Threads of Time: Woven Histories of the Andes
Weaving is one of the oldest and most symbolically rich artistic traditions in the central Andean region, an area that includes present-day Ecuador, Peru, Bolivia, Chile, northwestern Argentina, and southern Colombia. Indigenous peoples in this region speak native languages such as Quechua and Aymara, in addition to Spanish. The earliest known Andean textiles were discovered on the northern coast of Peru and date to about 3000 B.C. These dazzling works of art are remarkable for the skills required to create them, the complexity of their designs, and their vibrant colors.
Andean textiles are the result of an extremely labor-intensive process that requires herding camelids (llamas, alpacas, and vicuñas); planting cotton; collecting camelid and cotton fibers and natural pigments; dyeing, spinning, and plying yarn; and, finally, weaving and finishing the textile itself. In pre-Columbian times (before the arrival of the Spanish conquerors in 1532), textiles fulfilled important social and religious functions in indigenous society; they indicated social status and were considered sacred and more valuable than gold.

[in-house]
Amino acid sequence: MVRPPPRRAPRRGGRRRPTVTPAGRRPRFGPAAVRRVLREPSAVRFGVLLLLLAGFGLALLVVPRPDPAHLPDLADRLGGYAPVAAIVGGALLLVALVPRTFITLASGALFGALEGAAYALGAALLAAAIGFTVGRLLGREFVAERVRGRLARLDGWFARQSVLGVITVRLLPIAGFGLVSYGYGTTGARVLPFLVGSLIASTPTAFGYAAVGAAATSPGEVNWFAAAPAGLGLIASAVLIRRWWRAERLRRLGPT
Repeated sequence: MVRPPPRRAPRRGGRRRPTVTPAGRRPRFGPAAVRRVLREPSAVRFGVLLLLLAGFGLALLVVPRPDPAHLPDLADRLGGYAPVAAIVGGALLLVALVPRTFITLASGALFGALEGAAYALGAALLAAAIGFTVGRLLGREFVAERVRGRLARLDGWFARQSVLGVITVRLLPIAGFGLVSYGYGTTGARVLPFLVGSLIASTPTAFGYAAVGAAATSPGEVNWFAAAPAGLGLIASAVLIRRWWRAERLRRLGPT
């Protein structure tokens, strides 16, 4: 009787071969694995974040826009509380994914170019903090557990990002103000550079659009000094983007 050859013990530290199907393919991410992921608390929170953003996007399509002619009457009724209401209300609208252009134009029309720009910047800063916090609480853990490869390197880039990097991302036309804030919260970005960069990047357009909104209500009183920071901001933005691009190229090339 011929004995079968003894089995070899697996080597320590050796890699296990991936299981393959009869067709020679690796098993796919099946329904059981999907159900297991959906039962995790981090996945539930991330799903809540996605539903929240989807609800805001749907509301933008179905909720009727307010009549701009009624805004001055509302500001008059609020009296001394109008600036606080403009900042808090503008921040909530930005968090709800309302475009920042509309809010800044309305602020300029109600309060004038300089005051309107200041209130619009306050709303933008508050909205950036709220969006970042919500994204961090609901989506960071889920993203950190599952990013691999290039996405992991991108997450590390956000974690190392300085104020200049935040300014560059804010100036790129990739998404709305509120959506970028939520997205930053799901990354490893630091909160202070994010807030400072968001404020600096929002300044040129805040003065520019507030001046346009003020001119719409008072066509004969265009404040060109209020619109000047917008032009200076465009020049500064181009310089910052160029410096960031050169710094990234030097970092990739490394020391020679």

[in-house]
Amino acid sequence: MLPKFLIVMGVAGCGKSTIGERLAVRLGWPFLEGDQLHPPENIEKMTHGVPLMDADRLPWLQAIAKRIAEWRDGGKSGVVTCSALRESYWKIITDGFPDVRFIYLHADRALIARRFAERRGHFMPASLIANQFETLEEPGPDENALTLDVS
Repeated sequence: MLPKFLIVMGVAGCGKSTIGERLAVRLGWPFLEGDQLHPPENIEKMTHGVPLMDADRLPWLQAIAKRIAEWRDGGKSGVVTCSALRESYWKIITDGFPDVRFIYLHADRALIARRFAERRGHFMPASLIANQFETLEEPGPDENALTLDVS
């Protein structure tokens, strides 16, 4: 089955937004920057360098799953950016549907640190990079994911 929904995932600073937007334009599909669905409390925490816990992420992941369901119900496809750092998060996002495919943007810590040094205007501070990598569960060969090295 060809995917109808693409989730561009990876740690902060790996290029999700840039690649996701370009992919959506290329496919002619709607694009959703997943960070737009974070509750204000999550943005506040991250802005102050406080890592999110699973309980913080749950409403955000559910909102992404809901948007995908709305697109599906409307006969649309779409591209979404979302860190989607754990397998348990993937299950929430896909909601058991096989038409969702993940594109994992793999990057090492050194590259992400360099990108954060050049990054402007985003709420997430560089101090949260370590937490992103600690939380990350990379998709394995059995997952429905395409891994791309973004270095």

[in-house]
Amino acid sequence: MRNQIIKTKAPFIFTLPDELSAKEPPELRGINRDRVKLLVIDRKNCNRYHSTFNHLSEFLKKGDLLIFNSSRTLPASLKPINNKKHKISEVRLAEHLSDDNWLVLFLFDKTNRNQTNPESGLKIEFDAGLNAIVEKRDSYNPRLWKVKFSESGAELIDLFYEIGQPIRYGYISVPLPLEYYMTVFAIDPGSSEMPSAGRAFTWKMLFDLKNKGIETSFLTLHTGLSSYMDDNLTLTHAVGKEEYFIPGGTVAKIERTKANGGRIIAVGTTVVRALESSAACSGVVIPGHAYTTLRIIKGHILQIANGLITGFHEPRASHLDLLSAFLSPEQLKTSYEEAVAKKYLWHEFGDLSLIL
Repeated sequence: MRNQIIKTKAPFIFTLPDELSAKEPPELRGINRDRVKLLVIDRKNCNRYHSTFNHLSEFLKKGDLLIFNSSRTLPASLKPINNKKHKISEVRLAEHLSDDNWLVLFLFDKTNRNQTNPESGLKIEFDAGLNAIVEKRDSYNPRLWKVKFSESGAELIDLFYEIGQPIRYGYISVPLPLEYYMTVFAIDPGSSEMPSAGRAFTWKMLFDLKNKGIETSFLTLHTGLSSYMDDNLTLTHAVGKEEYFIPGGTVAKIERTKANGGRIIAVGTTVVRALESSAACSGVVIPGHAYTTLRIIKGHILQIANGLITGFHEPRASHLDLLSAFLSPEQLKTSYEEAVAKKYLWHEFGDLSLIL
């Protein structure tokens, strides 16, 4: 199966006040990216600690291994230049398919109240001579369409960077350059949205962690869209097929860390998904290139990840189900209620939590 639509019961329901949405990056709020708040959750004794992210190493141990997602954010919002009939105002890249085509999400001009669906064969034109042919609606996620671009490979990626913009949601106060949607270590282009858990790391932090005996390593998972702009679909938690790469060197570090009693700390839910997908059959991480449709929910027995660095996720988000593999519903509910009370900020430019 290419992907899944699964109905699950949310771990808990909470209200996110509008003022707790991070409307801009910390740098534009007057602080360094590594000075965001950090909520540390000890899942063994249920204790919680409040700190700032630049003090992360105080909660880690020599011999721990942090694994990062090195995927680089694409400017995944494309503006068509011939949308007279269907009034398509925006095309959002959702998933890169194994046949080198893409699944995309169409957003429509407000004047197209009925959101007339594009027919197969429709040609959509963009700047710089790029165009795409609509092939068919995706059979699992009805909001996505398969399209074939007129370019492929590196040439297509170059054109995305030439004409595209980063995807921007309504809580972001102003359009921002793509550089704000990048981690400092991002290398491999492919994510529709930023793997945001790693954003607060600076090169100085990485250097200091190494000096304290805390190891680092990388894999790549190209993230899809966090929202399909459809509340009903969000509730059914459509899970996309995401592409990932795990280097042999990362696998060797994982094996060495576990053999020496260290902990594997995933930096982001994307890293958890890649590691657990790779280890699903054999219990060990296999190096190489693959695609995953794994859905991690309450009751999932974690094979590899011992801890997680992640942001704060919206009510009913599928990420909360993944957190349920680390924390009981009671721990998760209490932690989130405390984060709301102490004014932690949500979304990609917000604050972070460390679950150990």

The textiles presented in this exhibition cover a time period of more than two thousand years and express complex social, ecological, and philosophical concepts. Images of plants, animals, human beings, and deities, for example, provide insights about the Andean environment and the religious and ideological beliefs of its inhabitants. Textiles therefore served—and continue to serve—as "written texts," especially since ancient Andean peoples had no known writing system. Some scholars have suggested that the weave structures themselves were metaphors for the social, economic, and political organization of the Andean world. Textiles remain an essential part of life for the people of this region, serving as bearers of cultural traditions and woven links to the past.
Next: Enduring Heritage: Arts of the Northwest Coast